The Golden Rule of Investing is simply, “Save as much as you can as early as you can.” The operative word is early. William J. Bernstein lays it out in stark language in his book, “The Investor’s Manifesto“ when he writes, “Each dollar you do not save at 25 will mean two inflation-adjusted dollars that you will need to save if you start at age 35, four if you begin at 45, and eight if you start at 55. In practice, if you lack substantial savings at 45, you are in serious trouble. Since a 25-year-old should be saving at least 10 percent of his or her salary, this means that a 45-year-old will need to save nearly half of his or her salary. Most 45-year-olds will find this nearly impossible, if for no other reason than the necessity of paying living expenses, payroll taxes, and income taxes.”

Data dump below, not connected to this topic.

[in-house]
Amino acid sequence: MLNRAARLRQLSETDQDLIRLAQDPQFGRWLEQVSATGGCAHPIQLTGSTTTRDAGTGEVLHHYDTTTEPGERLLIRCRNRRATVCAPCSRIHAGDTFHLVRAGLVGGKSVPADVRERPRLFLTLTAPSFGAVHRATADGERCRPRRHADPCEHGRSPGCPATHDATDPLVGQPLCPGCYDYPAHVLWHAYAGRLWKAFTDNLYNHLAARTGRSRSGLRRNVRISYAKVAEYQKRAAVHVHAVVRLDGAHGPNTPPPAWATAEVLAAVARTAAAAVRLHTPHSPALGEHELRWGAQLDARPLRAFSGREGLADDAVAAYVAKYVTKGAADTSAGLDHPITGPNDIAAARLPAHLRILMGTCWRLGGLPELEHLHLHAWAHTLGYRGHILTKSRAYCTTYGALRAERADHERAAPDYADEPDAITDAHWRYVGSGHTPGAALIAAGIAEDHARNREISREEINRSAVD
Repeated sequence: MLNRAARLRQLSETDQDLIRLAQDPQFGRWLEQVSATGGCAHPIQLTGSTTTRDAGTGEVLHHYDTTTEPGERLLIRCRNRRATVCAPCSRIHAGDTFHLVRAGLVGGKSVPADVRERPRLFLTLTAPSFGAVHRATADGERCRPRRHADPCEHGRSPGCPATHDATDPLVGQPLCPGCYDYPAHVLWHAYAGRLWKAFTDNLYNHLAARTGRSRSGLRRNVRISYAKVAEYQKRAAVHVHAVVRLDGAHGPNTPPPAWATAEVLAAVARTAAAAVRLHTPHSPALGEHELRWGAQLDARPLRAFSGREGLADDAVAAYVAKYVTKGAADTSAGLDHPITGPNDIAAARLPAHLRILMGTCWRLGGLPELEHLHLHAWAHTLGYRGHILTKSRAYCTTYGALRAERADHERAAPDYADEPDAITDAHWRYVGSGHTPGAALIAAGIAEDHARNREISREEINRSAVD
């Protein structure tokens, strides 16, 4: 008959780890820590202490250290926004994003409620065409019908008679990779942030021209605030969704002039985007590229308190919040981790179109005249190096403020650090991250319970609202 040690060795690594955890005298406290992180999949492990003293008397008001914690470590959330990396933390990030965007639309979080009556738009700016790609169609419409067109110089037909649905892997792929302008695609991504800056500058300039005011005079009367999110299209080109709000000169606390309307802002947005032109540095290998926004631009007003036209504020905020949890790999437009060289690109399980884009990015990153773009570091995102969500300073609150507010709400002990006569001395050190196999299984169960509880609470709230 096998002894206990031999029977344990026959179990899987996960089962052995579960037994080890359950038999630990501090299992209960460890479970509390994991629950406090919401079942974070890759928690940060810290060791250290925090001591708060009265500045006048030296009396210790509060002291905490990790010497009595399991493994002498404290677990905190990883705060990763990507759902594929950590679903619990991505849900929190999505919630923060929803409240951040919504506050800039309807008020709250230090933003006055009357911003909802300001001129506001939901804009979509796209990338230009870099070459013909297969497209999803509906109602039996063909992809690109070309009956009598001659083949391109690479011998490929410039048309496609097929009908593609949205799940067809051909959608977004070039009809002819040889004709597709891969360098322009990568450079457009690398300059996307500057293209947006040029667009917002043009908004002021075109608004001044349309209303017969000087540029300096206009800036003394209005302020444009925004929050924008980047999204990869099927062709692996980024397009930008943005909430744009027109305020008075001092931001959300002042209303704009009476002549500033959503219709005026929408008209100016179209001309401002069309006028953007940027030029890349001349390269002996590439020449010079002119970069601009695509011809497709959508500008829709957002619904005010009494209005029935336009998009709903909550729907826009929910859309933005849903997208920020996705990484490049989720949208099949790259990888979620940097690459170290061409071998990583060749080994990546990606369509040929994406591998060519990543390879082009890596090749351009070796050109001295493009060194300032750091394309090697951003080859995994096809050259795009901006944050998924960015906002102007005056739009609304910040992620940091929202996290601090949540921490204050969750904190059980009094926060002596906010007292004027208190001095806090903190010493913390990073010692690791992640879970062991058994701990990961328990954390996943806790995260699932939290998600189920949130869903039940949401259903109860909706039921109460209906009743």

Malkiel and Ellis devote the first chapter of their little book, “The Elements of Investing” to the subject of saving. M & E point out that one of the first steps in saving is to stop dissaving. This means one needs to begin to live below their income. Save instead of spend.
Stop burning up your retirement and kick the tobacco habit is one step. Whether it is smoking or chewing, both are harmful to your body health and financial health. Kick the habit of drinking bottled water. Why pay for water that is drawn out of the tap or from wells and sold in plastic bottles. Save the environment and build up your savings. Never, never, never incur credit card debt. This is the worst kind of debt and it will choke your financial health until you clean up the mess. These are some of the first steps in applying The Golden Rule of Investing. It is difficult to help anyone build and monitor a portfolio if they do not have the discipline to save.
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